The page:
Pres­ident of Iran Ali Khamenei I Wiki­media Commons

Iran expe­ri­enced its lowest voter turnout ever for its Feb. 21 par­lia­mentary elec­tions. Since the regime managed the elec­tions, it was no sur­prise that hardline can­di­dates took 221 of the 290 seats in par­liament. But the low turnout and general boycott of the election is a bell­wether that the ruling elite is becoming increas­ingly detached from the public and Ira­nians are becoming dis­il­lu­sioned with the government. 

It’s time for the United States to increase pressure on Iran even more so that Iranian frus­tration with the regime con­tinues to grow. Since the United States has already maxed itself out on Iran sanc­tions, the best way to pressure Iran is through its neighbors who are still engaged in trade, such as the United Arab Emi­rates. The United States should seek to pressure the UAE into applying sanc­tions to Iran, and as the economy would suffer even more, Iranian dis­il­lu­sionment with the regime would grow and could even­tually lead to change. 

The election had the lowest turnout since 1979, despite the regime’s pressure and pleading with the public to turn up at the polls. Aya­tollah Ali Khamenei asked the people to vote for the sake of patri­otism and resis­tance to U.S. sanc­tions, while the regime-sup­porting senior aya­tollahs said that voting was a reli­gious duty. But the official turnout was only about 20% in Tehran and 40% nationally. And those numbers were likely inflated by the regime. There was a 62% turnout in 2016, and 66% in 2012. 

Iranian elec­tions have always been a farce because they are managed and fixed by the regime. Khamenei is not inter­ested in a demo­c­ratic system but in strength­ening his own rule. That’s why every can­didate had to be pre-approved by the Guardian Council, a 12-member body tasked with upholding Islamic law and super­vising elec­tions. In this election, the Guardian Council dis­qual­ified more than 7,000 can­di­dates, many of them mod­erates and reformists who support former Pres­ident Mohammad Khatami’s movement to allow more freedom and democracy in the Iranian political system.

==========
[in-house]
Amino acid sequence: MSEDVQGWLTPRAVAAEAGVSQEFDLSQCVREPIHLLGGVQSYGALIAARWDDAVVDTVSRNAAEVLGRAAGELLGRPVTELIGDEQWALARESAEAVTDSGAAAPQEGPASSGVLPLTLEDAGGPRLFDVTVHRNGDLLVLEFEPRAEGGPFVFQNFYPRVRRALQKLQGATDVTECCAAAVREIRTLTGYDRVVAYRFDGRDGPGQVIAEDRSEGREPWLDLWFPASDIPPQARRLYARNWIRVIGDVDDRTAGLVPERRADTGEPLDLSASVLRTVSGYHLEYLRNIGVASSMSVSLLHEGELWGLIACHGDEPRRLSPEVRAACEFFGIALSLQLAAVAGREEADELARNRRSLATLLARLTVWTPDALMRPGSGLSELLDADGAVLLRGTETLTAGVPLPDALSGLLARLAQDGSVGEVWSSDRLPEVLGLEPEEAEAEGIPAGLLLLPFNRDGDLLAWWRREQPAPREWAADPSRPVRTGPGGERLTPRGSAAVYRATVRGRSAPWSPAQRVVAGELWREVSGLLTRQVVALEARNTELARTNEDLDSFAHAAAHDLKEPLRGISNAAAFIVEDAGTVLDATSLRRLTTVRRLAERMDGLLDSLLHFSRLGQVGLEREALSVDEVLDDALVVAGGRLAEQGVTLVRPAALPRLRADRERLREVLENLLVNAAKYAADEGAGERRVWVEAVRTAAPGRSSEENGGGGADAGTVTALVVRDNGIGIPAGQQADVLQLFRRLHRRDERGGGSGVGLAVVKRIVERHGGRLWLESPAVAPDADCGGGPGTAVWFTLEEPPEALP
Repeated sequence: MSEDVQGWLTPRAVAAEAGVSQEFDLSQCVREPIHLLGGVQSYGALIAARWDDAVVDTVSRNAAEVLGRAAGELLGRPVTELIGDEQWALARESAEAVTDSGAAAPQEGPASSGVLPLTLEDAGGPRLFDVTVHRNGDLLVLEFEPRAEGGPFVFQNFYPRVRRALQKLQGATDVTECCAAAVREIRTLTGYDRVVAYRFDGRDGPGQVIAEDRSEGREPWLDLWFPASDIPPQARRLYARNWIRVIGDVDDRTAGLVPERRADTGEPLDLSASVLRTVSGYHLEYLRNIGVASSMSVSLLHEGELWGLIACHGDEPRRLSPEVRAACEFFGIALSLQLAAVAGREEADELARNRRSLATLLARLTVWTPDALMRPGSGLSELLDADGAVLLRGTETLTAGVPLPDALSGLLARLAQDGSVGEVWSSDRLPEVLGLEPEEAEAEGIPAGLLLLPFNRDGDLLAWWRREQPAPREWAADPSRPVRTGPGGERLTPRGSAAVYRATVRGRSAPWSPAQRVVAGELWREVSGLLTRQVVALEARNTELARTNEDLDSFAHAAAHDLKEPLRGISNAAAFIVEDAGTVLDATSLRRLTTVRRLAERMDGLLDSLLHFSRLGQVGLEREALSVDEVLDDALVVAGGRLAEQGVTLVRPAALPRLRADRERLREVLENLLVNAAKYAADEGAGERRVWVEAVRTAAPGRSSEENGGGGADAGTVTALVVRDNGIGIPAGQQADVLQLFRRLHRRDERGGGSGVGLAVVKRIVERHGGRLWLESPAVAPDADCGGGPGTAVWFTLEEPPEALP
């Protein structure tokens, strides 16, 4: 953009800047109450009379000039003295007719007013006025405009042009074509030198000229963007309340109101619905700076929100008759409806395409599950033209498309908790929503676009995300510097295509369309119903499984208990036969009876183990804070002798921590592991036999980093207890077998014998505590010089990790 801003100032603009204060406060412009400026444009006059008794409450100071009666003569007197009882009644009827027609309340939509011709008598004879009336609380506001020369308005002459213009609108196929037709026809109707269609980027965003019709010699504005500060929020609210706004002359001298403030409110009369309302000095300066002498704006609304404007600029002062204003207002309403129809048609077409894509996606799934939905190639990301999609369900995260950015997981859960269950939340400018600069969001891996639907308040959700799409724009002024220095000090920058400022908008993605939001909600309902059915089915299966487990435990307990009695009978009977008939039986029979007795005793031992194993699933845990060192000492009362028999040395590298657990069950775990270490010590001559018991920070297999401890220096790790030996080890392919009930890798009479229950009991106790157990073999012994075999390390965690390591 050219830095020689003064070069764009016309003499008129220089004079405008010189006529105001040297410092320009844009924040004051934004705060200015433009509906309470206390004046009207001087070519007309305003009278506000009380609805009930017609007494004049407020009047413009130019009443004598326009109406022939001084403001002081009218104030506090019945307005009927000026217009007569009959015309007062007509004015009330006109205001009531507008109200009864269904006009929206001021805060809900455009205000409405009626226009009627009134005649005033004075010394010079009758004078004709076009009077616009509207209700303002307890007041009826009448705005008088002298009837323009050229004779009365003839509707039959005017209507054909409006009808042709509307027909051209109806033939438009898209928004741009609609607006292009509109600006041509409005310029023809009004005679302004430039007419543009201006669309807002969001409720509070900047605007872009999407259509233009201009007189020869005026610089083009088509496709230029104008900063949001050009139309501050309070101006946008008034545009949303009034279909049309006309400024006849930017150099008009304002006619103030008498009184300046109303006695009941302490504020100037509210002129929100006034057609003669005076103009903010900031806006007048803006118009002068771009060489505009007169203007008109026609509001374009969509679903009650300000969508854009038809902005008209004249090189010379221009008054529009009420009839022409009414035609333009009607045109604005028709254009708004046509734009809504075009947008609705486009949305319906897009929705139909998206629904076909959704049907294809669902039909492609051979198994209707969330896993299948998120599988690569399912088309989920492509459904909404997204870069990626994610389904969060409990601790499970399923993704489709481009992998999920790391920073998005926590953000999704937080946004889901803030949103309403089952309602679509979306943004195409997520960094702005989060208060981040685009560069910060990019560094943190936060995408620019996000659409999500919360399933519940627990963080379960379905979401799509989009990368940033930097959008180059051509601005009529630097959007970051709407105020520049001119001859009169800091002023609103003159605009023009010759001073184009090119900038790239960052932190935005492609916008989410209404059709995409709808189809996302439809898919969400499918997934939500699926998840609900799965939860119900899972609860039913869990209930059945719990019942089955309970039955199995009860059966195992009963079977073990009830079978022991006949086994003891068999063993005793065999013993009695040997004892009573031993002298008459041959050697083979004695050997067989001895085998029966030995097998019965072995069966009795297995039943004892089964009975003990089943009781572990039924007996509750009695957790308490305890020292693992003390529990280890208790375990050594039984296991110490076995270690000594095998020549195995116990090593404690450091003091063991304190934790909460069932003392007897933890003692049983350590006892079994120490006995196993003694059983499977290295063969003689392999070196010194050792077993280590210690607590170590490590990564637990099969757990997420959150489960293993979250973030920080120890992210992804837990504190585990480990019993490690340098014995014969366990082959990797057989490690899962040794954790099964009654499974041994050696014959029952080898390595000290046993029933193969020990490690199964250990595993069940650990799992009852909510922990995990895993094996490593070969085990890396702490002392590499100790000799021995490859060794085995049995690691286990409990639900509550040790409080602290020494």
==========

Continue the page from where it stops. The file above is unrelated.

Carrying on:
Though elec­tions are managed by the regime, they still carry some weight. Sanam Vakil, deputy director of the Middle East and North Africa Program at Chatham House in London, explained that though the elec­tions have always been managed by the regime since the rise of the Islamic Republic, they are still important. Since 1979, elec­tions in Iran have been a tool for the leaders to build con­sensus at home and make a show of outward strength to the rest of the world. 

“The fact that Iran has elec­tions, albeit managed ones, is used to demon­strate that the Islamic Republic is more legit­imate than other coun­tries in the region,” Vakil said.

Iran’s leaders sought to use this election to build public con­sensus and show outward strength after November’s violent sup­pression of protests and January’s unrest sur­rounding Qasem Soleimani’s assas­i­nation and the military’s shooting down of the Ukrainian air­liner. But many Ira­nians were dis­con­tented with the dis­qual­i­fi­cation of so many can­di­dates and thus the majority of the pop­u­lation boy­cotted the elections. 

“I won’t be part of the show as long as I can’t see my favorite can­didate who I gen­uinely support and believe in. I won’t choose between bad and worse anymore,” one Tehran res­ident told the Wall Street Journal.